hi guys. this could be a very long post but i will try to keep it short.
16 weeks today since went OTB and over the drop...... started having flashbacks but that is another story...
i have been following a conservative approach (no surgery) as advised by 3 different doctors/surgeons.
went back to see my surgeon 2 days ago. I lost confidence in him... won't bore you with the details.
Had a thorough going over and the conclusion was that I have a full range of movement and good power transfer, but I have lost some strength due to under use (because I neglected the physio and was doing my own thing)
Just back from the physio with a whole set of very specific exercises to get going with.
Still have the pain at the end of the bone feeling and the surgeon asked me if i can live with it.... I said yes.
So for the moment I'm sticking without the surgery and working on my muscles
Had surgery yesterday. Not too bad yet good drugs help. Dr said everything went good.
It's been about a week since surgery and I'm off all pain meds and have no pain. First 3-4 days were the worst not much pain but the drugs suck. I can't believe people want to take that stuff. Going to the doctor tomorrow the get stiches out and find out when I can start PT. As far as the shoulder goes it feels like it is hanging normal again but it's hard to tell with the sling. It's swollen but bump isn't noticeable. I just hope it heals up good and strong and I can get back to riding soon.
Not everyone looks like that with a grade 3. When I was just standing with my shoulders in a neutral position my clavicle sat in it's natural position and swimming kept my shoulders strong enough to support the weight of my arm. I had very little deformity or difference in height between my shoulders.
Originally Posted by TranceX
I posted awhile back in this thread, but I can't remember what I said and I don't feel like looking through 22 pages to find out.
So, here's my short back story. I did a grade 3 separation of my left shoulder 5 years ago, September of 2007. I ended up not having surgery and did pretty well. In 2010 I went to an orthopedic surgeon who specializes in shoulders and knees of athletes. I was having some issues. He kept me from doing surgery, we made some changes to my physical therapy and resolved the issue.
In June of this year I went down on my shoulder. It was a really minor fall. But in the weeks after I started having issues. The most bothersome was subluxation of the joint. Basically at random times, my clavicle would slip up and over my scapula and then pop back into place. If you've dislocated a joint, you know it's not comfortable. This was happening 2-3 times a day. There was no clear pattern so I couldn't just stop doing the movement that caused. it. It was most problematic when it would happen while riding. I'd lose all the strength in my arm and almost crashed a couple times because of it.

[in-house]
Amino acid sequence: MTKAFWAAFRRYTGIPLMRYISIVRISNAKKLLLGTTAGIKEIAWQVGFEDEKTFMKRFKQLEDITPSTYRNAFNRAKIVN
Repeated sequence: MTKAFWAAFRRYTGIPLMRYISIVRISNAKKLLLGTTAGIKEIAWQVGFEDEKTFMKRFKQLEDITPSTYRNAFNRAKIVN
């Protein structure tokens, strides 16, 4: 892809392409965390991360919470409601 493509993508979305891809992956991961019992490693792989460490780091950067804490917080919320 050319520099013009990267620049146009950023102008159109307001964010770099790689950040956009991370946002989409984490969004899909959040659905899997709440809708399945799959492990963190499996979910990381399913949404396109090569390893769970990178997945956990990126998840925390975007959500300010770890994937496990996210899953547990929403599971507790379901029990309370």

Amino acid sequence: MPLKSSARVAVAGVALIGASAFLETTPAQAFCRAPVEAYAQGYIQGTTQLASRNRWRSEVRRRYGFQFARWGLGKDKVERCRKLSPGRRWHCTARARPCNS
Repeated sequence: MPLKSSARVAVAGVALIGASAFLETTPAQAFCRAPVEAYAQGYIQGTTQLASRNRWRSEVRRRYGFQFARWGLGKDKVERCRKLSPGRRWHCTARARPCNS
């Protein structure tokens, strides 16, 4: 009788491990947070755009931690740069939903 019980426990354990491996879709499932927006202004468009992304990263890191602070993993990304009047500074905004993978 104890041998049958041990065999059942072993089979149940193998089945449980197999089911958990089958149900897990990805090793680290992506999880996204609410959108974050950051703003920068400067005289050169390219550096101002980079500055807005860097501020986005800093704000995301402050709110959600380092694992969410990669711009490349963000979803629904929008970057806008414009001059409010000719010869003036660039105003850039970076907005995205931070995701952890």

I went back to my surgeon, who by now knows me really well, he took care of a bone spur and torn ligament in my ankle in 20120. Also, in addition to being his patient, I take care of his bikes. After an extensive assessment he determined that I tore much of the muscle fascia in my stabilizing muscles. My surgeon suggested surgery.
I've been researching AC reconstruction since my original injury. 5 years ago the prevailing thought was that those who under went surgery and those who used only physical therapy would end up at about the same level after a year. In the last couple years there have been some subsequent studies looking at long term results. New data suggests that even if you opt for the conservative route after a grade 3 separation, you will eventually end up going under the knife because you will develop arthritis in the joint much more quickly then those with an intact joint. This, combined with my now grade 5 separation made the decision to have surgery easy.
So, I went under the knife just over 5 weeks ago. I was released from my immobilizer sling on Wednesday and started therapy on Thursday. Right now it's just stretching to restore range of motion lost from being immobilized for 5 weeks. I'm still in a decent amount of pain. Still popping percocet two or three nights a week. I'm limited to no lifting over 5 pounds for another 5 weeks, but I can already tell that all the popping and clicking is gone. Each day I feel much better. I'm optimistic that I'll be better off than prior to surgery. I think that having attempted the conservative approach with good results until I made things worse by crashing again puts me in a unique position to be able to assess the outcome of the surgical route vs physical therapy. I'll let you all know how things progress.